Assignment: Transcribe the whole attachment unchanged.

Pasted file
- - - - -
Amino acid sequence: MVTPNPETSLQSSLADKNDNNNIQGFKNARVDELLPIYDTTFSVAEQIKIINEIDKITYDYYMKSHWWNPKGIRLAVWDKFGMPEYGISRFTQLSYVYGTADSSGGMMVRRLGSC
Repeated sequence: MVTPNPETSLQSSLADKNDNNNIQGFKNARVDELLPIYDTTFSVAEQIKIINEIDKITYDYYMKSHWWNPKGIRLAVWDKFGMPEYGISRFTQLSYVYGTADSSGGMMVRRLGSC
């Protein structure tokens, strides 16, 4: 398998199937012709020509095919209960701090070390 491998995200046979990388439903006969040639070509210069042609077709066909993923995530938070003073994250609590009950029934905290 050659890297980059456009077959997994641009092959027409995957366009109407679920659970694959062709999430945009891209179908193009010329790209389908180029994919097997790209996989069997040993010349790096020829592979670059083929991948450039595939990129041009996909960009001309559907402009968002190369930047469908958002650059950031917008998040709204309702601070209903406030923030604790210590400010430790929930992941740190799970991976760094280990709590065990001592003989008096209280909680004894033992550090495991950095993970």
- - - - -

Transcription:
Amino acid sequence: MVTPNPETSLQSSLADKNDNNNIQGFKNARVDELLPIYDTTFSVAEQIKIINEIDKITYDYYMKSHWWNPKGIRLAVWDKFGMPEYGISRFTQLSYVYGTADSSGGMMVRRLGSC
Repeated sequence: MVTPNPETSLQSSLADKNDNNNIQGFKNARVDELLPIYDTTFSVAEQIKIINEIDKITYDYYMKSHWWNPKGIRLAVWDKFGMPEYGISRFTQLSYVYGTADSSGGMMVRRLGSC
């Protein structure tokens, strides 16, 4: 398998199937012709020509095919209960701090070390 491998995200046979990388439903006969040639070509210069042609077709066909993923995530938070003073994250609590009950029934905290 050659890297980059456009077959997994641009092959027409995957366009109407679920659970694959062709999430945009891209179908193009010329790209389908180029994919097997790209996989069997040993010349790096020829592979670059083929991948450039595939990129041009996909960009001309559907402009968002190369930047469908958002650059950031917008998040709204309702601070209903406030923030604790210590400010430790929930992941740190799970991976760094280990709590065990001592003989008096209280909680004894033992550090495991950095993970």